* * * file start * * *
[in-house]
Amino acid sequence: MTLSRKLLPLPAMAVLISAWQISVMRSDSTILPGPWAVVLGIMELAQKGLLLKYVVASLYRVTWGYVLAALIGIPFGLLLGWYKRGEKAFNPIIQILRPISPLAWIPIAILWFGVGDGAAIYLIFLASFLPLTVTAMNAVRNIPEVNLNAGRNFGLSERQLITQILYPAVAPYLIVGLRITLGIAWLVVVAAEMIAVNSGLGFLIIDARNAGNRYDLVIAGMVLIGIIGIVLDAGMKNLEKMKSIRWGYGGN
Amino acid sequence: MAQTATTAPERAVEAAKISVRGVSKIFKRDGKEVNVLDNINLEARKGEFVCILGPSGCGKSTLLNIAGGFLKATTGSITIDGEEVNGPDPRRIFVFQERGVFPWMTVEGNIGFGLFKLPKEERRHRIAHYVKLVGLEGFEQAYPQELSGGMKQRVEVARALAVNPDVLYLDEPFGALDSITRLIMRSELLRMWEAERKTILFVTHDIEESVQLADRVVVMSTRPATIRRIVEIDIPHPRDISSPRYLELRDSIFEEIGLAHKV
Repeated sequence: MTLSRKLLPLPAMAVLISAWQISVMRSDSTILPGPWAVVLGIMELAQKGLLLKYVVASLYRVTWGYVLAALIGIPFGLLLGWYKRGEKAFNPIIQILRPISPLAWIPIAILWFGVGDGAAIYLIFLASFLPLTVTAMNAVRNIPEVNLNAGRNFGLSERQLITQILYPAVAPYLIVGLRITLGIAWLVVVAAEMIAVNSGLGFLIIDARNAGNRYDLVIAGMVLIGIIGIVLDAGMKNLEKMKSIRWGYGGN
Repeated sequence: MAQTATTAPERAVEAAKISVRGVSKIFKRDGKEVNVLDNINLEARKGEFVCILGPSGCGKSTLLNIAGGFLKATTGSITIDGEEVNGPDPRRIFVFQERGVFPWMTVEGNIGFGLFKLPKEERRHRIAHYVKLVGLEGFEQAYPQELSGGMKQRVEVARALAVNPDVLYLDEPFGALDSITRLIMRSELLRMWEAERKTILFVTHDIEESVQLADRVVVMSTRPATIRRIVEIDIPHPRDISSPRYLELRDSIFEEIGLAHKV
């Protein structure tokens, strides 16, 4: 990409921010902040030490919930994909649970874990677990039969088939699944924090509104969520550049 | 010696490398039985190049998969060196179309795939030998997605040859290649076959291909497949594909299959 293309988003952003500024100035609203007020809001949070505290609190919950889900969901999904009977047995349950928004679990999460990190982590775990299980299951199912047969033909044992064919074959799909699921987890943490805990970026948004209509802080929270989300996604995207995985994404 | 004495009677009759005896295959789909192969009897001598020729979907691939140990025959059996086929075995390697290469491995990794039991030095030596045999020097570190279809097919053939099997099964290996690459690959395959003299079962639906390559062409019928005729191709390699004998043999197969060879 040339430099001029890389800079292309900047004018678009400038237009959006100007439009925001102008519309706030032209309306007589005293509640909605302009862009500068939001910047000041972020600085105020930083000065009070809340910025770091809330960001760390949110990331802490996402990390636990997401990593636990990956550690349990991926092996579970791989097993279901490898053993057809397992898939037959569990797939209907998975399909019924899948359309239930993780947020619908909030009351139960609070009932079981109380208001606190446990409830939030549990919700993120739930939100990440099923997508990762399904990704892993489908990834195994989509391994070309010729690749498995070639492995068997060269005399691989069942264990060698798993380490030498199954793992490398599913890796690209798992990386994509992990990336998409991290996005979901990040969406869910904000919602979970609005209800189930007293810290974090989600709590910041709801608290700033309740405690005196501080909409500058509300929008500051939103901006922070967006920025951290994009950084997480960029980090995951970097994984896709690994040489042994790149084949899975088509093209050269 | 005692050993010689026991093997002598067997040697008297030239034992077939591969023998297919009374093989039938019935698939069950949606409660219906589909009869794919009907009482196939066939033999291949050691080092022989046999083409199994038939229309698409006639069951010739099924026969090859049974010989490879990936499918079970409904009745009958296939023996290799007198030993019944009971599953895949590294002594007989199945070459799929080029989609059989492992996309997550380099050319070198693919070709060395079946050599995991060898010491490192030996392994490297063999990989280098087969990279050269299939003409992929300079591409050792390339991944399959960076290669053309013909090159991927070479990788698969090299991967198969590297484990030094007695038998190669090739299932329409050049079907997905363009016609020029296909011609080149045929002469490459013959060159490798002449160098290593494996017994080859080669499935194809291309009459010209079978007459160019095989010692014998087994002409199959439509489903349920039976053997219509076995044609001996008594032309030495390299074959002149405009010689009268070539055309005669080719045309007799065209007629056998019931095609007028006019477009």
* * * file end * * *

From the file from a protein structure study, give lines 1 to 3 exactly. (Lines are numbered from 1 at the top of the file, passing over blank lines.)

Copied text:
[in-house]
Amino acid sequence: MTLSRKLLPLPAMAVLISAWQISVMRSDSTILPGPWAVVLGIMELAQKGLLLKYVVASLYRVTWGYVLAALIGIPFGLLLGWYKRGEKAFNPIIQILRPISPLAWIPIAILWFGVGDGAAIYLIFLASFLPLTVTAMNAVRNIPEVNLNAGRNFGLSERQLITQILYPAVAPYLIVGLRITLGIAWLVVVAAEMIAVNSGLGFLIIDARNAGNRYDLVIAGMVLIGIIGIVLDAGMKNLEKMKSIRWGYGGN
Amino acid sequence: MAQTATTAPERAVEAAKISVRGVSKIFKRDGKEVNVLDNINLEARKGEFVCILGPSGCGKSTLLNIAGGFLKATTGSITIDGEEVNGPDPRRIFVFQERGVFPWMTVEGNIGFGLFKLPKEERRHRIAHYVKLVGLEGFEQAYPQELSGGMKQRVEVARALAVNPDVLYLDEPFGALDSITRLIMRSELLRMWEAERKTILFVTHDIEESVQLADRVVVMSTRPATIRRIVEIDIPHPRDISSPRYLELRDSIFEEIGLAHKV